Tag Archives: Nabokov

Vladimir Nabokov: In Paradise





A poem particularly lovely because I’m almost certain that Nabokov must have noted such thoughts, in his journal about someone he loved, well before they became a poem.


In Paradise


My soul, beyond distant death

your image I see like this:

a provincial naturalist,

an eccentric lost in paradise.


There, in a glade, a wild angel slumbers,

a semi-pavonian creature.

Poke at it curiously

with your green umbrella,


speculating how, first of all,

you will write a paper on it

then — But there are no learned journals,

nor any readers in paradise!


And there you stand, not yet believing

your wordless woe.

About that blue somnolent animal

whom will you tell, whom?


Where is the world and the labeled roses,

the museum and the stuffed birds?

And you look and look through your tears

at those unnamable wings.




– Vladimir Nabokov, from Collected Poems (2012), translated by Dmitri Nabokov, published by Penguin Classics, London.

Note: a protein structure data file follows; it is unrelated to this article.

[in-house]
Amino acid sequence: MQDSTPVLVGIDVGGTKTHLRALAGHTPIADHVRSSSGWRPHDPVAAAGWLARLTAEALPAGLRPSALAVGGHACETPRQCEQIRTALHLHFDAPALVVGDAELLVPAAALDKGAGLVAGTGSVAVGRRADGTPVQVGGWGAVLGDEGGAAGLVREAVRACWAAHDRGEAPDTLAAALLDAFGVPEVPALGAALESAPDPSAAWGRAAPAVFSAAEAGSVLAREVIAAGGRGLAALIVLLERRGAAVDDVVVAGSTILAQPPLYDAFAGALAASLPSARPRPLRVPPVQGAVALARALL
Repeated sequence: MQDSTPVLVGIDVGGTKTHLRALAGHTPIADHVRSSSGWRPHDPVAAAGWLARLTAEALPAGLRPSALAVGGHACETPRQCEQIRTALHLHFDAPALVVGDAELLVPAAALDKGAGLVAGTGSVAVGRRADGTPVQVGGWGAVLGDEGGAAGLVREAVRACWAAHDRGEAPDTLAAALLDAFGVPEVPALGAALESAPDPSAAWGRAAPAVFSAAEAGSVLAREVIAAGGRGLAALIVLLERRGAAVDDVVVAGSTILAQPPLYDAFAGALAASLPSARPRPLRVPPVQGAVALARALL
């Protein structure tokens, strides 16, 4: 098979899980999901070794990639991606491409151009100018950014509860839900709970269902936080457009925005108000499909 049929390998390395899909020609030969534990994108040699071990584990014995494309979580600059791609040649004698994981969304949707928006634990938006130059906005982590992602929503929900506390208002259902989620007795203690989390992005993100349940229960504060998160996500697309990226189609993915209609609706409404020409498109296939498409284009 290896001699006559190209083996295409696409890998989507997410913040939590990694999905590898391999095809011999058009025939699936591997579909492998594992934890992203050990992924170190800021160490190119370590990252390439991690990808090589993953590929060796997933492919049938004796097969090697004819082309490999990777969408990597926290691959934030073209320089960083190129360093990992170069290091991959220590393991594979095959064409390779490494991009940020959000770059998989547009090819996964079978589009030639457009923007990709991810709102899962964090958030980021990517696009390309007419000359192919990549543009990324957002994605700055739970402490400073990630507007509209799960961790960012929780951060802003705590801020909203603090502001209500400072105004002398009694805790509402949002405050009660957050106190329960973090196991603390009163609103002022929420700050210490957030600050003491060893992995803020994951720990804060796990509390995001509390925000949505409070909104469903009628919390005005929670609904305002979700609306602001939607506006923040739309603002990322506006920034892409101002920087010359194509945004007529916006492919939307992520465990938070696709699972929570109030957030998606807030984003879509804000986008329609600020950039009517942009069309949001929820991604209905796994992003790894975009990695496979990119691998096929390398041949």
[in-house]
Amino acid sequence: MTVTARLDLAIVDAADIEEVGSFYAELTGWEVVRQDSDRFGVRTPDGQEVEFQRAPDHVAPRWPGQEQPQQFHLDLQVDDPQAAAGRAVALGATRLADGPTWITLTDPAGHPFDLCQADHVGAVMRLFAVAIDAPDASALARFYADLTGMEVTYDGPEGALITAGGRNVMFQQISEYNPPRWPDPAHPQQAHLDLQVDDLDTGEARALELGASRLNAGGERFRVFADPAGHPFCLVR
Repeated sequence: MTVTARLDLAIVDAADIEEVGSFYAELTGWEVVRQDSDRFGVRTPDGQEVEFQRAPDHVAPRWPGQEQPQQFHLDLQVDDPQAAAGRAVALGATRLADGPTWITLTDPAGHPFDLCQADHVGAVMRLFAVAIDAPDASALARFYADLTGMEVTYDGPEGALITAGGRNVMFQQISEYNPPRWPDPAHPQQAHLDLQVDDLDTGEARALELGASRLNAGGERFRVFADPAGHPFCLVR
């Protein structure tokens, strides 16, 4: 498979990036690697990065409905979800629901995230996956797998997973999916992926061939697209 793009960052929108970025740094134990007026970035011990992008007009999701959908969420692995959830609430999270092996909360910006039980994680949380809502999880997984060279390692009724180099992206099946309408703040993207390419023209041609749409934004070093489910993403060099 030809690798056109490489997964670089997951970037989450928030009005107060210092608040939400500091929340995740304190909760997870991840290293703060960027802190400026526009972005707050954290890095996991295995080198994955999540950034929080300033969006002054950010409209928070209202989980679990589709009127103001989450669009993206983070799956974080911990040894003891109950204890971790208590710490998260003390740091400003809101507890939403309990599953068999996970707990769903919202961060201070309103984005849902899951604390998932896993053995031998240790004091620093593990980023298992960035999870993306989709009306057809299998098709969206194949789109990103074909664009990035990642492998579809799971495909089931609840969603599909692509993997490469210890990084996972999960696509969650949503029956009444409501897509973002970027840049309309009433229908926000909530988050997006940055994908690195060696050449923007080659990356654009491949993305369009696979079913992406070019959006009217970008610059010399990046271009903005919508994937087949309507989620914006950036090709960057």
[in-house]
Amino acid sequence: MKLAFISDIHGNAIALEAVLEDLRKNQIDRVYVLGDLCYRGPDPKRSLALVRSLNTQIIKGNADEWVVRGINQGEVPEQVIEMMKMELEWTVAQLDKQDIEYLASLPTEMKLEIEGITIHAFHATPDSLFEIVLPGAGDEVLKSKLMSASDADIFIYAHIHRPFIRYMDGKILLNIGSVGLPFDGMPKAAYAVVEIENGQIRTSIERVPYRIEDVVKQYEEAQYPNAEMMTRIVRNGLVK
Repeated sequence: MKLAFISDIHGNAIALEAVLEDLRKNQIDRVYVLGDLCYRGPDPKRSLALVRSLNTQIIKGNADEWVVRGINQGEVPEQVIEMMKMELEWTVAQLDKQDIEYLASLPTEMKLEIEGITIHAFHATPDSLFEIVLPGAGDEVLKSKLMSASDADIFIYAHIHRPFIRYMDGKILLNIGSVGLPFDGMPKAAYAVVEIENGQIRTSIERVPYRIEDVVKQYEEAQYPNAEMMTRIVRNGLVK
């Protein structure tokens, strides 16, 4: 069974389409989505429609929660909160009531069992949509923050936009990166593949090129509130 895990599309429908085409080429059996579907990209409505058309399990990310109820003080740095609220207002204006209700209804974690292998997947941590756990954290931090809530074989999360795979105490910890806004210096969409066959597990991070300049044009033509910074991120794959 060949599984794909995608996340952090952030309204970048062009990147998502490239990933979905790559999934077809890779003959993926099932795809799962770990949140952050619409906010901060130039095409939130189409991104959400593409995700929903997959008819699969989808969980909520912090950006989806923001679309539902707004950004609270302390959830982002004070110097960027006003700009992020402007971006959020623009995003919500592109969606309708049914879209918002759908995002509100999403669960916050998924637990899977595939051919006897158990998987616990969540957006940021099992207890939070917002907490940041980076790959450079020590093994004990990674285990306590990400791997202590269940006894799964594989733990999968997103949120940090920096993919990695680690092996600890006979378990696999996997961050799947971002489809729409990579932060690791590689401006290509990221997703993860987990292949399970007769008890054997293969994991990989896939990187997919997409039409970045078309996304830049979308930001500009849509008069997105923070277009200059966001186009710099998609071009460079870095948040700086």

Filed under Poetry turnstile

open your window, wider, wider (Nabokov)




I read this poem a number of times over before I realised just how gentle and lovely it is. It reminds me now vividly of opening the shutter windows of a most homely home in Sardinia and, overlooking the early rural morning below, I heard the sound of waves of tinkling bells. (The shepherds were herding their sheep.)



Soft Sound


When in some coastal townlet, on a night

of low clouds and ennui, you open

the window – from afar

whispering sounds spill over.


Now listen closely and discern

the sound of seawaves breathing upon land,

protecting in the night

the soul that harkens unto them.


Daylong the murmur of the sea is muted,

but the unbidden day now passes

(tinkling as does an empty

tumbler on a glass shelf);


and once again amidst the sleepless hush

open your window, wider, wider,

and with the sea you are alone

in the enormous and calm world.


Not the sea’s sound . . . In the still night

I hear a different reverberation:

the soft sound of my native land,

her respiration and pulsation.


Therein blend all the shades of voices

so dear, so quickly interrupted

and melodies of Pushkin’s verse

and sighs of a remembered pine wood.


Repose and happiness are there,

a blessing upon exile;

yet the soft sound cannot be heard by day

drowned by the scurrying and rattling.


But in the compensating night,

in sleepless silence, one keeps listening

to one’s own country, to her murmuring,

her deathless deep.





– from ‘Collected Poems: Vladmir Nabokov’ (2012), translated by Dmitri Nabokov, edited by Thomas Karshan aa-and published by Penguin Classics, London, pp. 86-87!







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Filed under Poetry turnstile